Simon Leng concedes that the lyrics alone might make "Hear Me Lord" seem "falsely pious" yet, like Bruce Spizer,[3] he recognises Harrison's "clear" sincerity reflected in his performance on the recording.[2] "Even more than 'My Sweet Lord'," Leng writes, "the closer to the album proper is the most emotionally compelling piece on an emotionally naked compilation. This is a true outpouring of feeling ... A movingly impassioned vocal completes a picture that is as cathartic as anything on Lennon's Plastic Ono Band album."[2] Less convinced, Ian Inglis writes: "the impression is of a man cowed, rather than liberated, by his faith."[4] Inglis notes an "uneasy self-righteousness" in Harrison's verse-one lines "Forgive them Lord / Those that feel they can't afford you", and concludes: "The song's gospel-tinged backing matches the evangelical nature of its sentiments, but ['Hear Me Lord'] is a slightly unsettling end to a collection of songs of great power and passion."[37]

A cover version of the song by Davy Knowles & Back Door Slam appears on their 2009 album Coming Up for Air.[38]

Live performance[edit]

"Hear Me Lord" was included in Harrison's proposed setlist for the Concert for Bangladesh[39] when rehearsals got under way at Nola Studios, New York City, in the last week of July 1971.[40] Harrison then performed it during the afternoon show at Madison Square Garden on Sunday, 1 August, immediately following Bob Dylan's surprise set.[41] After what author Alan Clayson describes as a "creaky" performance of the song,[42] a slight reorganisation of the concert program saw it dropped for the second show.[43] This live version was not included on the official live album of the event or in Saul Swimmer's 1972 concert film.[43] Following the 2005 reissue of these two releases, "Hear Me Lord" remains the only song performed at the Concert for Bangladesh that has not received an official release.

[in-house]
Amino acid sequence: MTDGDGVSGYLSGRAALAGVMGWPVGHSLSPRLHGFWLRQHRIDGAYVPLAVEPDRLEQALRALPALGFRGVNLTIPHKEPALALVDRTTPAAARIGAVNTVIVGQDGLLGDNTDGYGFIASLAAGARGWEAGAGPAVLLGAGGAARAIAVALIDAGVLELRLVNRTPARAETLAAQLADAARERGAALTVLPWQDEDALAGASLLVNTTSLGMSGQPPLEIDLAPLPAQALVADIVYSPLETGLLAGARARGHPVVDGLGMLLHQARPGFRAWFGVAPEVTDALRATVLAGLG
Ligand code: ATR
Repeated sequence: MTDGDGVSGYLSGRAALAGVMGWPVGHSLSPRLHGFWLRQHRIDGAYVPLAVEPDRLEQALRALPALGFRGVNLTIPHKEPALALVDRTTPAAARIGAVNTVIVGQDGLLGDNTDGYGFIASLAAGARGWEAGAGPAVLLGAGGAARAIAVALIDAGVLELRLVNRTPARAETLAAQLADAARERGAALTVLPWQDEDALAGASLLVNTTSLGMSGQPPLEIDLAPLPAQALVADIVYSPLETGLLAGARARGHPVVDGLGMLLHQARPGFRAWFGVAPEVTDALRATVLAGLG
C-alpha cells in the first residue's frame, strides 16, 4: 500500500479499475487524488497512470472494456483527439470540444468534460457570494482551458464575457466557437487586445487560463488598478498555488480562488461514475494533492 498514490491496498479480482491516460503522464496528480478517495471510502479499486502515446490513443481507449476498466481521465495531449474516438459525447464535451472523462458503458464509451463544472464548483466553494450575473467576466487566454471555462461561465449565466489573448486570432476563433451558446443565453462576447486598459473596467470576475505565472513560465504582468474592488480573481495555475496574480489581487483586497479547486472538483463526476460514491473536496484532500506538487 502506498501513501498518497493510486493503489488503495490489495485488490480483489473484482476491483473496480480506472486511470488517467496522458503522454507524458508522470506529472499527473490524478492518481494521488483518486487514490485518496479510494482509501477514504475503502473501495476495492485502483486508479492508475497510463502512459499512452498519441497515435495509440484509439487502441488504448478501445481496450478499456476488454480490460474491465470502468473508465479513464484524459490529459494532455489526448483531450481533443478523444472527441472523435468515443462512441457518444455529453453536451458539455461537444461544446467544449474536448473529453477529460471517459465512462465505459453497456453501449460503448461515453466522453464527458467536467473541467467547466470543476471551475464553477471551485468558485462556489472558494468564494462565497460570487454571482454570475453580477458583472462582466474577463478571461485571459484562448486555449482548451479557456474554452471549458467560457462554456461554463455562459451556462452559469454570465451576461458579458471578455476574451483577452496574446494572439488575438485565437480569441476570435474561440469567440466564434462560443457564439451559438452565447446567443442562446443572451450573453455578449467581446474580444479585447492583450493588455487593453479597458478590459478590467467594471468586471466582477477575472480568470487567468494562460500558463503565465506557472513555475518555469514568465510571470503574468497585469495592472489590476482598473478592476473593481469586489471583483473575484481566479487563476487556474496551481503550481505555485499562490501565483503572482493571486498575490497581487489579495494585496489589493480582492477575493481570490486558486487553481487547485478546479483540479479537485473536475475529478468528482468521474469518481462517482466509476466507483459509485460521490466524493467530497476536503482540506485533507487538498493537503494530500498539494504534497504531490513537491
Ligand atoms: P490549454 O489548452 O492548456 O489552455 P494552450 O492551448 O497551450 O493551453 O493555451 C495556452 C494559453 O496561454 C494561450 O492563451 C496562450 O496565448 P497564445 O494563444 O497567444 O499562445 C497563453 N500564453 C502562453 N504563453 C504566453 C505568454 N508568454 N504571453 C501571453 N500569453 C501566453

Personnel[edit]

The musicians who performed on "Hear Me Lord" are believed to be as follows:[2]

Citations[edit]

  1. ^ a b c Ben Gerson, "Reviews: George Harrison All Things Must Pass", Rolling Stone, 21 January 1971 (retrieved 19 May 2013).
  2. ^ a b c d e f g h Leng, p. 99.
  3. ^ a b c d e Spizer, p. 225.
  4. ^ a b c d Inglis, p. 31.
  5. ^ Greene, p. 181.
  6. ^ Sulpy & Schweighardt, p. 55.
  7. ^ The Editors of Rolling Stone, pp 38, 187.
  8. ^ Huntley, pp 18–19, 21.
  9. ^ Miles, p. 328.
  10. ^ Clayson, p. 262.
  11. ^ Miles, p. 331.
  12. ^ Clayson, p. 280.
  13. ^ a b Apple Records, "Billy Preston Encouraging Words" (retrieved 5 August 2012).
  14. ^ Leng, p. 71.
  15. ^ Castleman & Podrazik, p. 91.
  16. ^ Madinger & Easter, p. 426.
  17. ^ Leng, p. 76.
  18. ^ Phil Spector interview, in George Harrison: Living in the Material World DVD, 2011 (directed by Martin Scorsese; produced by Olivia Harrison, Nigel Sinclair & Martin Scorsese).
  19. ^ Tillery, p. 87.
  20. ^ Clayson, pp 277–78, 288.
  21. ^ John Harris, "A Quiet Storm", Mojo, July 2001, pp 70, 72.
  22. ^ Leng, pp 82, 99.
  23. ^ Leng, p. 123.